How to Use Your Weaving Kit


Thank you for buying a One-OneThousand Made Kits weaving loom, tool or kit! We’ve compiled a few handy resources to help you get started and make the most of your new supplies. Let’s go!

First things first.

The weaving world is vast and deep and there are a ton of ways to find inspiration and learn techniques. We recommend making a cup of coffee/tea or cracking a beer, then sit back and let yourself get lost in inspiration before you dig in. Here’s a round up of some of our favorite resources to help you get stared in your weaving practice.


Search woven wall hanging or tapestry weaving on Pinterest.

Search #weaverfever #weaveweird and #weaversofinstagram on Insta

KOEL Magazine Issue No 7 (Fiber)


Weaving Within Reach

Welcome to Weaving: The Modern Guide


HGTV Make Your Own Woven Wall Hanging

A Beautiful Mess: The Basics, Woven Necklace (our tiny loom works great for this or just warp part of your small loom) & Weaving With Roving

Hello Hydrangea’s plethora of tutorials

Rebecca Mezoff’s YouTube channel

Now gather your materials.

Your list of supplies and materials will vary depending on the size and type of your weaving project but in general, you’ll need a loom, a set of weaving tools, yarn, warp thread, scissors and any accessories your project requires (beads, something to hang your wall hanging on, jewelry findings, etc) for small hand loom weaving projects.

Yarn sources: Wool & The Gang Yarn, Wild Haven Fiber Company

Our favorite roving source: Love Fest Fibers

Ideas for what to hang your wall hanging from: driftwood, wood dowels, acrylic rods

Get to know your loom

Your weaving loom is a called a “lap loom” or “hand loom.” It can be held in your hand, in your lap or laid flat on a table while you weave. Your loom is handmade and built to last. The top & bottom acrylic rails are fragile though and can break if dropped the right way. No worries, you can easily replace them with new rails.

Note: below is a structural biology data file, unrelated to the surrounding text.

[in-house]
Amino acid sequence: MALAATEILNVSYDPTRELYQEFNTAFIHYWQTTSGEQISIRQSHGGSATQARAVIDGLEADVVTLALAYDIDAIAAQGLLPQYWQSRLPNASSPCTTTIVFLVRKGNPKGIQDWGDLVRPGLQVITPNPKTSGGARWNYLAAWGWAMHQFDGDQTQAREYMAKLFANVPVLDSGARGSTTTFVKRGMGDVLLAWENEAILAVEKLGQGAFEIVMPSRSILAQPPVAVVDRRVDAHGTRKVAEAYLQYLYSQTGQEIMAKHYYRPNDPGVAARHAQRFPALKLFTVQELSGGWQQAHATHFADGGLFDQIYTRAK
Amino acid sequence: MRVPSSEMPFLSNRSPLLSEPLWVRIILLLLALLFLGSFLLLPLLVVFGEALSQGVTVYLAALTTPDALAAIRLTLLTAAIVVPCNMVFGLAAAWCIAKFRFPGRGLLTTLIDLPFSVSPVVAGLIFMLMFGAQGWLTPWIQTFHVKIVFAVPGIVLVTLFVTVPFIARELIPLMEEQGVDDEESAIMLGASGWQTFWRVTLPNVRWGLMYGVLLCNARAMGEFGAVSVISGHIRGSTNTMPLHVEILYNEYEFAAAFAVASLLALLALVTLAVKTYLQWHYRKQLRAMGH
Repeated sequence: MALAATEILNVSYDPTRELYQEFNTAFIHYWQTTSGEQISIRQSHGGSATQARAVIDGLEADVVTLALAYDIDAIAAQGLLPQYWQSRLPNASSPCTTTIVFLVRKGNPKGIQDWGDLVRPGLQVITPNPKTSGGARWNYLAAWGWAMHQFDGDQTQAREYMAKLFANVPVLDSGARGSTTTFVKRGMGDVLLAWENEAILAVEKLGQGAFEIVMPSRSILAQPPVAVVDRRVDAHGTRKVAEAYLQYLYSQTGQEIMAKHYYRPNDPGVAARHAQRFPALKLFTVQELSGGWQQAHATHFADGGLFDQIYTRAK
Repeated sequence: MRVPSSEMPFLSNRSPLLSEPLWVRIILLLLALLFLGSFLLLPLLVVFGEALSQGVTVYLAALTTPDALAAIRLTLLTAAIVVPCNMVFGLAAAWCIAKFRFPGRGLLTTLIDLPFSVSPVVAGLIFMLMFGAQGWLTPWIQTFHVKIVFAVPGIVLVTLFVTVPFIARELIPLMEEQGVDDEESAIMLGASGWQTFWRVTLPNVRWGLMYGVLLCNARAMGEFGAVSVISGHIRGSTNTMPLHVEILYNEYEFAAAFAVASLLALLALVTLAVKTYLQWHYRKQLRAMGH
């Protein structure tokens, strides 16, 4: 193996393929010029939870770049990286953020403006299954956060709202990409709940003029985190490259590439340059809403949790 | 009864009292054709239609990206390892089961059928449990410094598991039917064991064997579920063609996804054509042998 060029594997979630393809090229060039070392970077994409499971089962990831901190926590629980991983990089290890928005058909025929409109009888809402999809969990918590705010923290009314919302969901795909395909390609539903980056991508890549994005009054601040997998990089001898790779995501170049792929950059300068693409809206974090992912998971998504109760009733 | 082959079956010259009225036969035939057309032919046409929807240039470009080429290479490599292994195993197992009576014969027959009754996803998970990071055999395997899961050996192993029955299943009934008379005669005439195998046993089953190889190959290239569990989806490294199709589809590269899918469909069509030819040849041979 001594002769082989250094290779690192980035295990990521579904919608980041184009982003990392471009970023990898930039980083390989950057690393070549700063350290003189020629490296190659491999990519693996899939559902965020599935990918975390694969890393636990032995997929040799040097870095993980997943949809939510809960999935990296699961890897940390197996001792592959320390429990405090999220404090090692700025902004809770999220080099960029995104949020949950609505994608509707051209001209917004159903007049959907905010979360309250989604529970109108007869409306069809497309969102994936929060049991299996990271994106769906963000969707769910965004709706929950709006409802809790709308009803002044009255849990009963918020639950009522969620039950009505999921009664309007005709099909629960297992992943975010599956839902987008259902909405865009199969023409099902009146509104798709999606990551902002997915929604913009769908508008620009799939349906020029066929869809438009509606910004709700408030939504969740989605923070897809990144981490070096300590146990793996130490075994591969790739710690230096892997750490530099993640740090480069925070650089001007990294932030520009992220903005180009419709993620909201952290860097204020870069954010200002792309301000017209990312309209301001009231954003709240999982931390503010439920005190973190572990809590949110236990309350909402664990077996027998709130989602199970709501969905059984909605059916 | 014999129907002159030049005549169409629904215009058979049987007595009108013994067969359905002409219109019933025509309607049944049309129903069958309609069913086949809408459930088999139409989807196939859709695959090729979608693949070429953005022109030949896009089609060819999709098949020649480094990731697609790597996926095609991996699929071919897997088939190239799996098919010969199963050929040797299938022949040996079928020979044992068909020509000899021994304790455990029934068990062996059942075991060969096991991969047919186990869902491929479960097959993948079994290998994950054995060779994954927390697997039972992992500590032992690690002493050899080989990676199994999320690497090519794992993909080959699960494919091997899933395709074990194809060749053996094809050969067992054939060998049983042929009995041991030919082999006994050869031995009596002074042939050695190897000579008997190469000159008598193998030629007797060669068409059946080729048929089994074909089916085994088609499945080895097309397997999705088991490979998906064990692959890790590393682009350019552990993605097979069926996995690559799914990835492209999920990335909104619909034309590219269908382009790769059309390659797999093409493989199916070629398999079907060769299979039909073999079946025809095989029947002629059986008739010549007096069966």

• The top and bottom acrylic rails feature small measurement indicators to help you follow a pattern or stay consistent if you’re that kinda weaver.

  • The sides of the loom feature little slots that you can use to cinch the beginning and ends of your thread when you warp. Watch the How to Warp Your Loom Video

And finally all the details on how to use those cute tools.

Our weaving tools are made from acrylic. Handle with love - acrylic teeth can break if dropped or with too much tension.

tiny weaving COMB

Perfect for weaving on small looms & beating yarn down real good in tight places. 

  • Wear on your ring finger or on a string around your neck for easy access whenever you need it.

  • Slide teeth inbetween warp threads and push down to beat yarn in place.

weaving SHED STICK

Cuts down weaving time by making one weaving pass oh-so-quick! Can also be used as a spacer.

  • Weave the shed stick horizontally through your warp just like you would weave a piece of yarn in the basic weave pattern.

  • Then push the shed stick all the way to the top of your loom up to the top rail.

  • Turn it 90 degrees so it is vertical and creates an open gap or “shed” in your yarn.

  • Start your first row of weaving with your yarn by easily passing your yarn through the shed.

  • Now return the shed stick to a flat, horizontal position.

  • Every other weave you can raise the shed again for a real quick pass!

weaving NEEDLes

Long needle is sized to make one pass with our small loom. Short needle works well in small areas or with the tiny loom. And that cute needle eye holds yarn in place. 

  • Thread your yarn through the needle eye until there’s about 4” hanging out.

  • Gently cinch into the little slot to hold in place. If your yarn is real thin, just pull more yarn through like a regular needle as it may not cinch. If your yarn is real thick, use a shuttle instead.

  • Be careful not to put a ton of tension on your needle as just like any wood or acrylic tool, it can break! If you notice it starting to bend as you get in tigher places, it’s time to switch to a smaller needle or your fingers. 

weaving SHUTTLE

Perfect for weaving with thick and chunky yarns that don’t fit through weaving needle eyes.

  • Cut the amount of yarn you want to use from your yarn ball.

  • Take one end and hold it against the middle of the shuttle with one hand.

  • With the other hand, take the other yarn end and wrap around the shuttle horizontally from one end grove to the other until completely wrapped.

  • To weave, unwind the yarn from the shuttle a few times then make a pass with the shuttle through the warp. Unwind between each pass.


Give us a holler any time if you need help using your tools or have questions on where to find supplies!